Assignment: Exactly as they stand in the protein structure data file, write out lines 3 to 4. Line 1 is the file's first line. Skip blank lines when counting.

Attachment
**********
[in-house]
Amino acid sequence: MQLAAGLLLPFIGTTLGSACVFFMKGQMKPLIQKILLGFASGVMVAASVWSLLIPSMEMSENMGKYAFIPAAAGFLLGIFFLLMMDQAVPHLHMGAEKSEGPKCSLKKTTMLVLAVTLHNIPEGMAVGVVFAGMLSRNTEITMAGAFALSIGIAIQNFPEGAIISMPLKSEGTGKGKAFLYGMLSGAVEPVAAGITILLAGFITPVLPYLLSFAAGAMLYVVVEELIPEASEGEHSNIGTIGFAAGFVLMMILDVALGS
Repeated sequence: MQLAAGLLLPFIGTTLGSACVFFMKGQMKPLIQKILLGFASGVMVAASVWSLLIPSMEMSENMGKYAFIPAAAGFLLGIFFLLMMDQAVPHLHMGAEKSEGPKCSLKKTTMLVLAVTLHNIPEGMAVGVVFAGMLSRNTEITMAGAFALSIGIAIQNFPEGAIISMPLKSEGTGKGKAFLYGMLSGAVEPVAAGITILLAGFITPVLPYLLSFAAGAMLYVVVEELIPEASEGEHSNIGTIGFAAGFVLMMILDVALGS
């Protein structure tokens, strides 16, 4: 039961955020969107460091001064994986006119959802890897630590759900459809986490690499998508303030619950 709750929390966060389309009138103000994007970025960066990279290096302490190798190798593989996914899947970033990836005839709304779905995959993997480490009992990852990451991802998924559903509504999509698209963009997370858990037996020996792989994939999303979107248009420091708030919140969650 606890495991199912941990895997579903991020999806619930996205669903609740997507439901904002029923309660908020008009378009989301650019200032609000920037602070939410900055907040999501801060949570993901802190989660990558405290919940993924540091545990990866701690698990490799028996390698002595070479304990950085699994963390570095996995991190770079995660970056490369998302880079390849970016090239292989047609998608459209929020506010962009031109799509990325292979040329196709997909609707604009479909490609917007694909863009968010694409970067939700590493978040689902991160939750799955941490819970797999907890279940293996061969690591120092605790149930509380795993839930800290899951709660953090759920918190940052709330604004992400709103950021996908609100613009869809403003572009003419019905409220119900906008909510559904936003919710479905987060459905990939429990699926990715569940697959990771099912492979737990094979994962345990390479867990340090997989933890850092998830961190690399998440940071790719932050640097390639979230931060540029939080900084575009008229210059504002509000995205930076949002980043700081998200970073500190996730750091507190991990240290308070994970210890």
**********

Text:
Repeated sequence: MQLAAGLLLPFIGTTLGSACVFFMKGQMKPLIQKILLGFASGVMVAASVWSLLIPSMEMSENMGKYAFIPAAAGFLLGIFFLLMMDQAVPHLHMGAEKSEGPKCSLKKTTMLVLAVTLHNIPEGMAVGVVFAGMLSRNTEITMAGAFALSIGIAIQNFPEGAIISMPLKSEGTGKGKAFLYGMLSGAVEPVAAGITILLAGFITPVLPYLLSFAAGAMLYVVVEELIPEASEGEHSNIGTIGFAAGFVLMMILDVALGS
């Protein structure tokens, strides 16, 4: 039961955020969107460091001064994986006119959802890897630590759900459809986490690499998508303030619950 709750929390966060389309009138103000994007970025960066990279290096302490190798190798593989996914899947970033990836005839709304779905995959993997480490009992990852990451991802998924559903509504999509698209963009997370858990037996020996792989994939999303979107248009420091708030919140969650 606890495991199912941990895997579903991020999806619930996205669903609740997507439901904002029923309660908020008009378009989301650019200032609000920037602070939410900055907040999501801060949570993901802190989660990558405290919940993924540091545990990866701690698990490799028996390698002595070479304990950085699994963390570095996995991190770079995660970056490369998302880079390849970016090239292989047609998608459209929020506010962009031109799509990325292979040329196709997909609707604009479909490609917007694909863009968010694409970067939700590493978040689902991160939750799955941490819970797999907890279940293996061969690591120092605790149930509380795993839930800290899951709660953090759920918190940052709330604004992400709103950021996908609100613009869809403003572009003419019905409220119900906008909510559904936003919710479905987060459905990939429990699926990715569940697959990771099912492979737990094979994962345990390479867990340090997989933890850092998830961190690399998440940071790719932050640097390639979230931060540029939080900084575009008229210059504002509000995205930076949002980043700081998200970073500190996730750091507190991990240290308070994970210890």